Another way to put it is this: Voters too often are rationally irrational. They make their voting decisions “rationally,” in a formal sense (i.e., not “wasting” time in order to make correct judgments). But those decisions are irrational because they are intended to advance perverse objectives (e.g., peace through unpreparedness for war).

Voters of the kind I describe are guilty of suboptimization, which is “optimizing some chosen objective which is an integral part of a broader objective; usually the broad objective and lower-level objective are different.”

I will come back to suboptimal voting. But, first, this about optimization: If you aren’t familiar with the concept, here’s good non-technical definition: “to do things best under the given circumstances.” To optimize, then, is to achieve the best result one can, given a constraint or constraints. On a personal level, for example, a rational person tries to be as happy as he can be, given his present income and prospects for future income. (Note that I do not define happiness as the maximization of wealth.) A person is not rational who allows, say, his alcoholism to destroy his happiness (if not also the income that contributes to it). He is suboptimizing on his addiction instead of optimizing on his happiness.

By the same token, a person who votes irrationally also suboptimizes. A vote may “make sense” at the moment (just as another drink “makes sense” to an alcoholic), but it is an irrational vote if the voter does not (a) vote as if he were willing to live by the consequences if his vote were decisive and/or (b) take the time to understand those consequences.

In some cases, a voter’s irrationality is signaled by the voter’s (inner) reason for voting; for example: to feel smug about having voted, to “protest” or to “send a message” (without being able to explain coherently the purpose of the protest or message), or simply to reinforce unexamined biases by voting for someone who seems to share them. More common (I suspect) are the irrational votes that are cast deliberately for candidates who espouse the kinds of perverse objectives that I cite above (e.g., peace without preparedness for war).


Why is voters’ irrationality important? Does voting really matter? Well, it’s easy to say that an individual’s vote makes very little difference. But those individual votes add up. Every vote cast for a winning political candidate enhances his supposed mandate, which usually is (in his mind) some scheme (or a lot of them) to regulated our lives more than they are already regulated.

That is to say, voters (not to mention those who profess to understand voters) overlook the slippery slope effects of voting for those who promise to “deliver” certain benefits. It is true that the benefits, if delivered, would temporarily increase the well-being of certain voters. But if one group of voters reaps benefits, then another group of voters also must reap them. Why? Because votes are not won, nor offices held, by placating a particular class of voter; many other classes of them must be placated as well.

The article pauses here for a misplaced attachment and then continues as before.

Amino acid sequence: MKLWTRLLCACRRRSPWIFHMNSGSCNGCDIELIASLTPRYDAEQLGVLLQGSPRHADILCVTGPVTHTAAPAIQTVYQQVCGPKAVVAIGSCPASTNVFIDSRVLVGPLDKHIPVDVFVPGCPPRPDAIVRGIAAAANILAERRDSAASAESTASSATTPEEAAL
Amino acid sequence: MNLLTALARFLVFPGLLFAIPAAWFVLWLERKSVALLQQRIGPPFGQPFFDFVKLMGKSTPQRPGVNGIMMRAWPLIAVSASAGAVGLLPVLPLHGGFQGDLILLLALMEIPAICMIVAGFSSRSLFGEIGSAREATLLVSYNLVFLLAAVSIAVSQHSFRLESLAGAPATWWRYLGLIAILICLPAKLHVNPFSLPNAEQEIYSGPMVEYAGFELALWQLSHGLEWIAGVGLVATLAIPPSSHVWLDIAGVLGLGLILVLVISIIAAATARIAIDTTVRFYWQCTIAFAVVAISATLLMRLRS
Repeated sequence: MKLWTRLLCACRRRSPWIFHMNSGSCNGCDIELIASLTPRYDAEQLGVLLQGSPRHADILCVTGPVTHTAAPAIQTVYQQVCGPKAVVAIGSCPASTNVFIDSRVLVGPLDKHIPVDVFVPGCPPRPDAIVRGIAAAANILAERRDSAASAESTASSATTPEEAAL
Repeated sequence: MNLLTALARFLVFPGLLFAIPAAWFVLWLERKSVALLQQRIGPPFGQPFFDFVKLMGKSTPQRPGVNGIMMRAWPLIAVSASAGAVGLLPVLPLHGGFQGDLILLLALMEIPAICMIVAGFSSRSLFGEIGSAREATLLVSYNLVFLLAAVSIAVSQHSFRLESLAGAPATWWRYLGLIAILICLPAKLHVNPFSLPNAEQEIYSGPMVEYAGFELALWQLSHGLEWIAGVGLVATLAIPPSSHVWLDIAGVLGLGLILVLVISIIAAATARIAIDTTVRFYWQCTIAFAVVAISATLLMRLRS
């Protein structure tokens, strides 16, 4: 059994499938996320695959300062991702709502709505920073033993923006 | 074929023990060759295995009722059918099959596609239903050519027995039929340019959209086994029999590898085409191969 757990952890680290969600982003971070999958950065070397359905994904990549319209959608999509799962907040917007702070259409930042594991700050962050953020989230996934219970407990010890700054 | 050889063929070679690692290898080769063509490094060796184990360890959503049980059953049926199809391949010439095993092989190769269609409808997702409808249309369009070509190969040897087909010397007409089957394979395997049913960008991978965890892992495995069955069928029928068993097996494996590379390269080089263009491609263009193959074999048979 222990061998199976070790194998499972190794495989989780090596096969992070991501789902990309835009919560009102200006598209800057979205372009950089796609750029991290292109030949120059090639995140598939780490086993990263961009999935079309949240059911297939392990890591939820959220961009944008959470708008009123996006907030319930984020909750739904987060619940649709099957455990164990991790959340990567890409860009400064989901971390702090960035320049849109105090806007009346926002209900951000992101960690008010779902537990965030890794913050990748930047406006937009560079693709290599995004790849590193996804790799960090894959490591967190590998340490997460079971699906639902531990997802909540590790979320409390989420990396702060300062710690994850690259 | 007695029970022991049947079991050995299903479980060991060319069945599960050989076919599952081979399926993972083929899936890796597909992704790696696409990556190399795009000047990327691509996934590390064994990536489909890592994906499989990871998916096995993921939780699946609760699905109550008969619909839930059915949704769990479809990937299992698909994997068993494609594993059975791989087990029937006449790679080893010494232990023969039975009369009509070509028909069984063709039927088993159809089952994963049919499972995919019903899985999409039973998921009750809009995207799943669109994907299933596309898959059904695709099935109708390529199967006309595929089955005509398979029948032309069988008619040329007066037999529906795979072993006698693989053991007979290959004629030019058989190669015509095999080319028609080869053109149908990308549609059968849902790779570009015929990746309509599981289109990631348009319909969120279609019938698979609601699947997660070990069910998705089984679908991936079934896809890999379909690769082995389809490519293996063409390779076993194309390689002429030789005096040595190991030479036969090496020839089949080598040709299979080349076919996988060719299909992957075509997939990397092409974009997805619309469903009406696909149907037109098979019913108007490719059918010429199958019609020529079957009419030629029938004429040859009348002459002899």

The “benefits” sought by voters (and delivered by politicians) are regulatory as well as monetary. Many voters (especially wealthy, paternalistic ones) are more interested in controlling others than they are in reaping government handouts (though they don’t object to that either). And if one group of voters reaps certain regulatory benefits, it follows (as night from day) that other groups also will seek (and reap) regulatory benefits. (Must one be a trained economist to understand this? Obviously not, because most trained economists don’t seem to understand it.)

And then there is the “peaceat-any-priceone-worldcrowd, which is hard to distinguish from the crowd that demands (and delivers) monetary and regulatory “benefits.”

So, here we are:

  • Many particular benefits are bestowed and many regulations are imposed, to the detriment of investors, entrepreneurs, innovators, inventors, and people who simply are willing to work hard to advance themselves. And it is they who are responsible for the economic growth that bestows (or would bestow) more jobs and higher incomes on everyone, from the poorest to the richest.
  • A generation from now, the average American will “enjoy” about one-fourth the real output that would be his absent the advent of the regulatory-welfare state about a century ago.


Americans have, since 1932, voted heavily against their own economic and security interests, and the economic and security interests of their progeny. But what else can you expect when — for those same 77 years — voters have been manipulated into voting against their own interests by politicians, media, “educators,” and “intelligentsia”? What else can you expect when the courts have all too often ratified the malfeasance of those same politicians?

If this is democracy, give me monarchy.